Identifying latent classes of empowerment among early adolescent girls and the factors that cultivate them: Evidence from a community-based skills training program

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Article (peer-reviewed)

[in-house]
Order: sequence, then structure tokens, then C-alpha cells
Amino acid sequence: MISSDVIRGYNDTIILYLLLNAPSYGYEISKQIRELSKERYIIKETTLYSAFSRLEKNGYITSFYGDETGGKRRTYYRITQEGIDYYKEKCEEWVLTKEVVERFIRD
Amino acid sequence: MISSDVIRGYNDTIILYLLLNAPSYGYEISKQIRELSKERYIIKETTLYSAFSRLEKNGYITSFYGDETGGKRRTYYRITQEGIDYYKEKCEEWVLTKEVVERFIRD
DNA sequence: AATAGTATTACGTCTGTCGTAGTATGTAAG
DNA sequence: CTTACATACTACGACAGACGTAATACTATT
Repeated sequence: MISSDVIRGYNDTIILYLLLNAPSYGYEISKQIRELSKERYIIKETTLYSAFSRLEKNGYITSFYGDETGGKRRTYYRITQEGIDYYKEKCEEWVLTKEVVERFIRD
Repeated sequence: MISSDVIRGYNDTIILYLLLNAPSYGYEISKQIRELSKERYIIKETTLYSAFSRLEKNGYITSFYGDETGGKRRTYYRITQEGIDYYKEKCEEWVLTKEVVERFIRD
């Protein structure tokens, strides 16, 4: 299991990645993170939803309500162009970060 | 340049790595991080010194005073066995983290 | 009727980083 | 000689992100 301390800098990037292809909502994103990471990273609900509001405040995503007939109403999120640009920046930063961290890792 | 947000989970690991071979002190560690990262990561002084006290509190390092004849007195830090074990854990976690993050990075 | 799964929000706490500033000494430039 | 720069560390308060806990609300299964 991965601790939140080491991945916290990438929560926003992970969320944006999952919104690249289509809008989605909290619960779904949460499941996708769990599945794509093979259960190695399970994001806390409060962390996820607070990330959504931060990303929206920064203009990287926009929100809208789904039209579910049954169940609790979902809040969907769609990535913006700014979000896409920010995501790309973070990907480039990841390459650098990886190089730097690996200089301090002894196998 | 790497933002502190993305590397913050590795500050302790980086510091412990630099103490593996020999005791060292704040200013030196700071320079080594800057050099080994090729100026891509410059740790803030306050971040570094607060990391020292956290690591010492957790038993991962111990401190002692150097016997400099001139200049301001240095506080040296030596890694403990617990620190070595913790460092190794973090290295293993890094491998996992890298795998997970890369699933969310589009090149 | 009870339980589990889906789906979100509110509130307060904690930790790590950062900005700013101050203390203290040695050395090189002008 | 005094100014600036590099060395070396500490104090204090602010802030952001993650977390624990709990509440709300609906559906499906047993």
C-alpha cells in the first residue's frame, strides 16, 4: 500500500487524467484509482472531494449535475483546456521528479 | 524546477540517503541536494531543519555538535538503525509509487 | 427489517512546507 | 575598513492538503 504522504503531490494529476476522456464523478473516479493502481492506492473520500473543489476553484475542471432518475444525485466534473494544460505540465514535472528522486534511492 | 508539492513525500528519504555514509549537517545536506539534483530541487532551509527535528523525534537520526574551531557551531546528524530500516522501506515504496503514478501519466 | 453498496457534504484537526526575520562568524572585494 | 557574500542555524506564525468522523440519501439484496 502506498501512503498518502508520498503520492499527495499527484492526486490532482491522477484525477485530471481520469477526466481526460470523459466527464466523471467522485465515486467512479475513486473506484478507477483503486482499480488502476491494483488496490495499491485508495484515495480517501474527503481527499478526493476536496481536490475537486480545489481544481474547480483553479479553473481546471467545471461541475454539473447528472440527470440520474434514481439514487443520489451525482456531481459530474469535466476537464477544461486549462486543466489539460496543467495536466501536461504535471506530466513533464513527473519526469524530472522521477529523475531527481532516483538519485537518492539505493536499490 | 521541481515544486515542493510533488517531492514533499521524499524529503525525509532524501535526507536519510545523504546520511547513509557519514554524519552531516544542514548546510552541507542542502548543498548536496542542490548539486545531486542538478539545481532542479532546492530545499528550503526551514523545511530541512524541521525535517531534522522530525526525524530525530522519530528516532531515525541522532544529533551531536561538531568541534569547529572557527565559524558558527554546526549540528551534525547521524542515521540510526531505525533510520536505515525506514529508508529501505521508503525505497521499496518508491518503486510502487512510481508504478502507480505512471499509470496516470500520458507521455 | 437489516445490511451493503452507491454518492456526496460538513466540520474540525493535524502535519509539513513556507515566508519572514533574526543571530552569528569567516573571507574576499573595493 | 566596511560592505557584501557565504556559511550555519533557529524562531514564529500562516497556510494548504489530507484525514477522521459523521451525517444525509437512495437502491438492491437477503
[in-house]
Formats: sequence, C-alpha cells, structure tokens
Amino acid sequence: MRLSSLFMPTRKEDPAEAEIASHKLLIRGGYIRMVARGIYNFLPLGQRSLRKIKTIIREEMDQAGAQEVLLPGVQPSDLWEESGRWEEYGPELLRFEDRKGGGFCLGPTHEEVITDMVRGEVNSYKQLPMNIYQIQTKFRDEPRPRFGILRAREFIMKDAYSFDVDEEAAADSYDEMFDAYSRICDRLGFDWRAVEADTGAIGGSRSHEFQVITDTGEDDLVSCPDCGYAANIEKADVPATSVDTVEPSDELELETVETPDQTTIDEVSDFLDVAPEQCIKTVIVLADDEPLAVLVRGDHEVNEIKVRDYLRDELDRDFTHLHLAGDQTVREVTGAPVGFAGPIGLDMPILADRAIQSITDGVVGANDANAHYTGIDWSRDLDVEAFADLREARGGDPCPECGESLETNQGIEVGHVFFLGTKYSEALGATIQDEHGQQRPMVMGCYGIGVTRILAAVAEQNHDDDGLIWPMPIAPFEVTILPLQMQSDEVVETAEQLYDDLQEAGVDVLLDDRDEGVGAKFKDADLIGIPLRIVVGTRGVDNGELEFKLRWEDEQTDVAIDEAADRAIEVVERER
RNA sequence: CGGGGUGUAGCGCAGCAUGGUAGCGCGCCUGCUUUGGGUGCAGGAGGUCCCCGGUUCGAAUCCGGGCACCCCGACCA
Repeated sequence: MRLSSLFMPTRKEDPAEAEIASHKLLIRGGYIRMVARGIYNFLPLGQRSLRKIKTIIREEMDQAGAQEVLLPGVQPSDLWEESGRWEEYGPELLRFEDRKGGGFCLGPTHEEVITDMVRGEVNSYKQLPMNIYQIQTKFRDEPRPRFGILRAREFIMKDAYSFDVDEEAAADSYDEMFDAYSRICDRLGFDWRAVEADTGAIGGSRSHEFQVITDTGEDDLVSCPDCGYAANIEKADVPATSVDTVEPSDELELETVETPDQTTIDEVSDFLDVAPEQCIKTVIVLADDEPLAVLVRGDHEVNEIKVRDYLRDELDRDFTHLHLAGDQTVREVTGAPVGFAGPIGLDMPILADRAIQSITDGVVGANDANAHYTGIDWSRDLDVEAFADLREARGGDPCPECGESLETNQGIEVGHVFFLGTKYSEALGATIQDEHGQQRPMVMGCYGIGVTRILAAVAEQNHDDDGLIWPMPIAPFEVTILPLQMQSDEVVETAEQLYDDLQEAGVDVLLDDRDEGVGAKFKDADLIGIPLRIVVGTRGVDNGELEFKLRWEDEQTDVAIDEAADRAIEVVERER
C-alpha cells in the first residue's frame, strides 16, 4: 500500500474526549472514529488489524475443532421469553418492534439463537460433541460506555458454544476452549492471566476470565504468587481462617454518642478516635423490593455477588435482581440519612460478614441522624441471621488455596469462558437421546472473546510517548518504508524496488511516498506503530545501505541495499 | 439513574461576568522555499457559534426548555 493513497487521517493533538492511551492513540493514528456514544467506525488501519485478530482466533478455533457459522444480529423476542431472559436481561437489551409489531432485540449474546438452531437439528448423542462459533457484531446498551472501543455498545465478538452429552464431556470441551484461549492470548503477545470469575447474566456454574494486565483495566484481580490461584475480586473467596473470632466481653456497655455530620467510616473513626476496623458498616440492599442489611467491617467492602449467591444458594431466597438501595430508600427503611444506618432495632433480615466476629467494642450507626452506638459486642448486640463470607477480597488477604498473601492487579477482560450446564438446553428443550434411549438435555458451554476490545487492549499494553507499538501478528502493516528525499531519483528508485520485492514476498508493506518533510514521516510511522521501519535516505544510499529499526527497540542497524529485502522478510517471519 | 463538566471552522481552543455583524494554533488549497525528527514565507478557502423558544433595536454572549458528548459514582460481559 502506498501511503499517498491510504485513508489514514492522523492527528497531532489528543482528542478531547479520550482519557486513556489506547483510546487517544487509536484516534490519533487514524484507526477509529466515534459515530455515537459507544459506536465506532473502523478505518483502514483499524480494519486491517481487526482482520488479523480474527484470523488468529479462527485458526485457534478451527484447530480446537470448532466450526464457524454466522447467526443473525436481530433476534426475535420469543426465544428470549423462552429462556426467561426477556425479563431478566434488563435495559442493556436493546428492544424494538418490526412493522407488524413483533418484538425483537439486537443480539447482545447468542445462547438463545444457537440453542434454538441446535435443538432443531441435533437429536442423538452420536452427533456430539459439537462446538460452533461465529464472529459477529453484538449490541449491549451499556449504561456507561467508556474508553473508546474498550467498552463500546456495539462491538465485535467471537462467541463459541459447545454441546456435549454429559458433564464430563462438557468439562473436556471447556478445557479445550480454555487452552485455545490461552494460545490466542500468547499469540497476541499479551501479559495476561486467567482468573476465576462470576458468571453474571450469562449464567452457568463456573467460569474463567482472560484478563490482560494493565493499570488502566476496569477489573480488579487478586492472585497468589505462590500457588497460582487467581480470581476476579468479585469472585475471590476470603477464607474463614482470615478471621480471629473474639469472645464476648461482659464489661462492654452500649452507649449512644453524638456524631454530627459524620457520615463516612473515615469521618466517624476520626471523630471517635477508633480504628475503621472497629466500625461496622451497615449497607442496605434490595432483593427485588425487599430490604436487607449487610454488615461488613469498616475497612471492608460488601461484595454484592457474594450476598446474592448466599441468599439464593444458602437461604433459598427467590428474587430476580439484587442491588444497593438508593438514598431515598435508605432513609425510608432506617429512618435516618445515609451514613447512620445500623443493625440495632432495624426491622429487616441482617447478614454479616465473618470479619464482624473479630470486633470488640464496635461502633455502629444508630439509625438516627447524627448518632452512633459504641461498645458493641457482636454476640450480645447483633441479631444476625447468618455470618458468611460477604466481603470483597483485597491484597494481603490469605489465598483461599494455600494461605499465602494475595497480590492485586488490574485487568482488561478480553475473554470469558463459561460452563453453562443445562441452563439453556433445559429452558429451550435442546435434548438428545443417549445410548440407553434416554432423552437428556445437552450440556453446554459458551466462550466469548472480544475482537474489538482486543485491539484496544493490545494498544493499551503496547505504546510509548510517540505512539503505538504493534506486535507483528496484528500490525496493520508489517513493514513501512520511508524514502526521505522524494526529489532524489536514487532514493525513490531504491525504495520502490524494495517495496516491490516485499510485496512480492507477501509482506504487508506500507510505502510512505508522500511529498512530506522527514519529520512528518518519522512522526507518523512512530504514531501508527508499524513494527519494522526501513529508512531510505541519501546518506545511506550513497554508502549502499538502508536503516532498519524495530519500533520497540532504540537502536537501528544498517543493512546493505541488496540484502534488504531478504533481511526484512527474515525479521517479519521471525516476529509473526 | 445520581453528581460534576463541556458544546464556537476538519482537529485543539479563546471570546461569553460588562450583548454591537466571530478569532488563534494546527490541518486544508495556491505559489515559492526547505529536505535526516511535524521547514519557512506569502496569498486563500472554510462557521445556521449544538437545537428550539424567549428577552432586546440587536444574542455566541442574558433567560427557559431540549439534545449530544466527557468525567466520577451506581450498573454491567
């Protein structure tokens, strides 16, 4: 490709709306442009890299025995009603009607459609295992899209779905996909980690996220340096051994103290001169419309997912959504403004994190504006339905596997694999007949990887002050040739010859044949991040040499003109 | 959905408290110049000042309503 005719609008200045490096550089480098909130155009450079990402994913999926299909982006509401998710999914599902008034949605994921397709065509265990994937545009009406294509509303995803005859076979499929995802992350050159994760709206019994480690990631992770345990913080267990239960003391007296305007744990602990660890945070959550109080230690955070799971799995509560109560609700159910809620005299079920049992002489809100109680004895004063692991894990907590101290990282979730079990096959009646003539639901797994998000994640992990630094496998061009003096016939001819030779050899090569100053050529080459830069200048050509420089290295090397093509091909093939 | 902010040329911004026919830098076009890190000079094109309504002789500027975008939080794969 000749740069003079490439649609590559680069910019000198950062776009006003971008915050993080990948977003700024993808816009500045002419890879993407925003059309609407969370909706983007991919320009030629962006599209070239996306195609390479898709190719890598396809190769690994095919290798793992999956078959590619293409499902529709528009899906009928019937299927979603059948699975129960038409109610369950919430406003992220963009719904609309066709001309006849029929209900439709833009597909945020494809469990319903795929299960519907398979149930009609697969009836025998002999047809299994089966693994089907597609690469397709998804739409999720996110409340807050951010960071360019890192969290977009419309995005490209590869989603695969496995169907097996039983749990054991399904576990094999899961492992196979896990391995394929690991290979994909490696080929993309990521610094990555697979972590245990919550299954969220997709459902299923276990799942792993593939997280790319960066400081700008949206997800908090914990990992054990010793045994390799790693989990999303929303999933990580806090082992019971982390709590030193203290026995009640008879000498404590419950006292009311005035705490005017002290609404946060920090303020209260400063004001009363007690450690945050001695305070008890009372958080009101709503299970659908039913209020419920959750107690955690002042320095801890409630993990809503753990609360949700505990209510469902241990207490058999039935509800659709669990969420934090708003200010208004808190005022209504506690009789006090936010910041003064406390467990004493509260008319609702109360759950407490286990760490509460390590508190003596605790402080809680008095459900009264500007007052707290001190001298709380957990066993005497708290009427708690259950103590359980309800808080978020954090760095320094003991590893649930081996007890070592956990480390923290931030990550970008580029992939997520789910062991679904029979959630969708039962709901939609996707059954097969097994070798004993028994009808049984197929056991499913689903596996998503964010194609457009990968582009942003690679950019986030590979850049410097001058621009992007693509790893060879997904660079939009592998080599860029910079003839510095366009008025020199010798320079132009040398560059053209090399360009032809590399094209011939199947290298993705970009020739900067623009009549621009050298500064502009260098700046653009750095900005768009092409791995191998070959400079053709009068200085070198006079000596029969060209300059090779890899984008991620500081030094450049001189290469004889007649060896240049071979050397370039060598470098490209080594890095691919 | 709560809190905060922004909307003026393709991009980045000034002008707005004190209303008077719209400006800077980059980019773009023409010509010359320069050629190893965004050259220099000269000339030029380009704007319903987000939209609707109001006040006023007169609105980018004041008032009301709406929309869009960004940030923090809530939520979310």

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Background: Efforts to empower adolescent girls remain constrained by confusion around how to conceptually define empowerment and how to design interventions. More research, particularly among young adolescents, is needed that considers contextual and age-specific circumstances. This paper examines the latent classes of empowerment among early adolescent girls in Bangladesh and factors associated with membership in these classes. Using data from the Bangladeshi Association for Life Skills, Income, and Knowledge for Adolescents project, a four-arm randomized controlled trial designed to evaluate different community-based approaches for adolescents' skills development, we identify the latent classes before and after intervention and explore whether girls' membership in the study arms was associated with latent class membership at endline. Methods: To identify underlying subgroups among the sample, we conducted latent class analysis at baseline and endline using indicators of seven different constructs of empowerment based on the literature. Using multinomial logistic regression analysis, we assessed whether respondents' background characteristics and membership in the study arms were predictive of latent class membership at both timepoints. Results: A three-class model at baseline and a four-class model at endline showed optimal fit. In both models, three distinct latent classes were observed: (1) a least empowered class, (2) a mobile, socially active class, and (3) a socially progressive class. At endline, a fourth class emerged—the most empowered—that was mobile, socially active, and socially progressive. Girls' marital status, religion, and parents' level of education predicted latent class membership; household wealth was predictive at baseline, but not endline. Study arm was also associated with class membership at endline: girls in the Gender-Rights Awareness Arm had the highest probability of belonging to the fourth, most empowered class. Conclusion: This paper identifies and characterizes latent classes of empowerment that exist among the sample before and after the intervention. The apparent differential effects of interventions in predicting latent class membership have implications for community-based programming. Findings suggest that skills-building curriculum focused on promoting gender equitable norms, voice, and agency has potential to influence early adolescent girls across multiple dimensions of empowerment.